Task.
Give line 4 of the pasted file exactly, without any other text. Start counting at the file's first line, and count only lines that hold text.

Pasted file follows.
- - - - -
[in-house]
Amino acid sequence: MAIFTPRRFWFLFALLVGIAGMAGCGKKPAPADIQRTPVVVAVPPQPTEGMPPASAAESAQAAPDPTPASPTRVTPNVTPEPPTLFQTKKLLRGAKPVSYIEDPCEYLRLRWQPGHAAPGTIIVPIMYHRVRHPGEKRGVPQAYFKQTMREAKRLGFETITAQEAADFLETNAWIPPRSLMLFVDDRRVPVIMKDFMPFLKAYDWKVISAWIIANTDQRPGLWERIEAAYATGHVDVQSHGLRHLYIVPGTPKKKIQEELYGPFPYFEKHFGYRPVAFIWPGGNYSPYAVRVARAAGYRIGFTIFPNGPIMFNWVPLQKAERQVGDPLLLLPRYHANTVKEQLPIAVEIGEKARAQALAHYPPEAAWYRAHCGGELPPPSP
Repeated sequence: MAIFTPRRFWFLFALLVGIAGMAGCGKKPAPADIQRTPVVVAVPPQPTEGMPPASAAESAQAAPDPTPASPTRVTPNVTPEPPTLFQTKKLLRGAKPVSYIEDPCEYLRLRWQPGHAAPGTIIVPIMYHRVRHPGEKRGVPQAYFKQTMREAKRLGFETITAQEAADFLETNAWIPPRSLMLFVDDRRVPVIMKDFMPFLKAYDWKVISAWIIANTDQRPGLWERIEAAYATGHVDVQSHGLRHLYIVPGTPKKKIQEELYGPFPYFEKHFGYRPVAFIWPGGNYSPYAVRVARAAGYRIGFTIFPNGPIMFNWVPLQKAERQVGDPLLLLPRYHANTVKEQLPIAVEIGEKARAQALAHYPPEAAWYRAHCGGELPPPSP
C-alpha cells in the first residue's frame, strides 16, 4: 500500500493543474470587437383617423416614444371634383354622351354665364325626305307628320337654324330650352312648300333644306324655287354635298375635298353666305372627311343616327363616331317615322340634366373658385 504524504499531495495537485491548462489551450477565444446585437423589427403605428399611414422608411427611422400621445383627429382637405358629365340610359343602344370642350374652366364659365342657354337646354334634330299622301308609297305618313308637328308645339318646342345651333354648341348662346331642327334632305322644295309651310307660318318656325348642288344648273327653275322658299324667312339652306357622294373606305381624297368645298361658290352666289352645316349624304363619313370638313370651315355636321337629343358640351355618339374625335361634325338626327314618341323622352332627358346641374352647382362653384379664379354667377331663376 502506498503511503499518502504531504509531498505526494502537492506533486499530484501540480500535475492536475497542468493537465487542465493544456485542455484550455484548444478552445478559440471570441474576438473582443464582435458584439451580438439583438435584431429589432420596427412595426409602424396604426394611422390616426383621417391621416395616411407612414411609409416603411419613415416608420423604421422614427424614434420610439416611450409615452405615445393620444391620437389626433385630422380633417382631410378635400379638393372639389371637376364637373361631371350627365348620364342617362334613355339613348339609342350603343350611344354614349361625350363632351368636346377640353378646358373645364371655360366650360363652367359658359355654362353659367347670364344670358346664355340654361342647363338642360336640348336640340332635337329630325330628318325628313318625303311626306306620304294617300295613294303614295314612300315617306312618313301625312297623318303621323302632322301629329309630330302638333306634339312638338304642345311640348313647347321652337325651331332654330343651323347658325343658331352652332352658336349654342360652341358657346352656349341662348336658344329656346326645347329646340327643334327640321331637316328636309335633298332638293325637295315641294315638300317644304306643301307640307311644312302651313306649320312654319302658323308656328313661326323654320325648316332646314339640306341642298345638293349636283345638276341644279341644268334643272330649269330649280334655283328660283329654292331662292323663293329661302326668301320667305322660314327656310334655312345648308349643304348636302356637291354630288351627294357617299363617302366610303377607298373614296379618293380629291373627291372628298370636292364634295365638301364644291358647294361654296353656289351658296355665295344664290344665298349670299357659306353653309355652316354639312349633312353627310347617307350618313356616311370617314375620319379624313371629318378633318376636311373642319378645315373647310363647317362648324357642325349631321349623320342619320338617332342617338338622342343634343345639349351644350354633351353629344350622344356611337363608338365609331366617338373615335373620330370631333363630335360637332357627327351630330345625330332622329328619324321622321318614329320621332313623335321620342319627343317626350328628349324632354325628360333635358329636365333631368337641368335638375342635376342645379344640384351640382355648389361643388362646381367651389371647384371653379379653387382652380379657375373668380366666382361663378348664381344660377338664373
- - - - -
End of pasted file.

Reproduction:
C-alpha cells in the first residue's frame, strides 16, 4: 500500500493543474470587437383617423416614444371634383354622351354665364325626305307628320337654324330650352312648300333644306324655287354635298375635298353666305372627311343616327363616331317615322340634366373658385 504524504499531495495537485491548462489551450477565444446585437423589427403605428399611414422608411427611422400621445383627429382637405358629365340610359343602344370642350374652366364659365342657354337646354334634330299622301308609297305618313308637328308645339318646342345651333354648341348662346331642327334632305322644295309651310307660318318656325348642288344648273327653275322658299324667312339652306357622294373606305381624297368645298361658290352666289352645316349624304363619313370638313370651315355636321337629343358640351355618339374625335361634325338626327314618341323622352332627358346641374352647382362653384379664379354667377331663376 502506498503511503499518502504531504509531498505526494502537492506533486499530484501540480500535475492536475497542468493537465487542465493544456485542455484550455484548444478552445478559440471570441474576438473582443464582435458584439451580438439583438435584431429589432420596427412595426409602424396604426394611422390616426383621417391621416395616411407612414411609409416603411419613415416608420423604421422614427424614434420610439416611450409615452405615445393620444391620437389626433385630422380633417382631410378635400379638393372639389371637376364637373361631371350627365348620364342617362334613355339613348339609342350603343350611344354614349361625350363632351368636346377640353378646358373645364371655360366650360363652367359658359355654362353659367347670364344670358346664355340654361342647363338642360336640348336640340332635337329630325330628318325628313318625303311626306306620304294617300295613294303614295314612300315617306312618313301625312297623318303621323302632322301629329309630330302638333306634339312638338304642345311640348313647347321652337325651331332654330343651323347658325343658331352652332352658336349654342360652341358657346352656349341662348336658344329656346326645347329646340327643334327640321331637316328636309335633298332638293325637295315641294315638300317644304306643301307640307311644312302651313306649320312654319302658323308656328313661326323654320325648316332646314339640306341642298345638293349636283345638276341644279341644268334643272330649269330649280334655283328660283329654292331662292323663293329661302326668301320667305322660314327656310334655312345648308349643304348636302356637291354630288351627294357617299363617302366610303377607298373614296379618293380629291373627291372628298370636292364634295365638301364644291358647294361654296353656289351658296355665295344664290344665298349670299357659306353653309355652316354639312349633312353627310347617307350618313356616311370617314375620319379624313371629318378633318376636311373642319378645315373647310363647317362648324357642325349631321349623320342619320338617332342617338338622342343634343345639349351644350354633351353629344350622344356611337363608338365609331366617338373615335373620330370631333363630335360637332357627327351630330345625330332622329328619324321622321318614329320621332313623335321620342319627343317626350328628349324632354325628360333635358329636365333631368337641368335638375342635376342645379344640384351640382355648389361643388362646381367651389371647384371653379379653387382652380379657375373668380366666382361663378348664381344660377338664373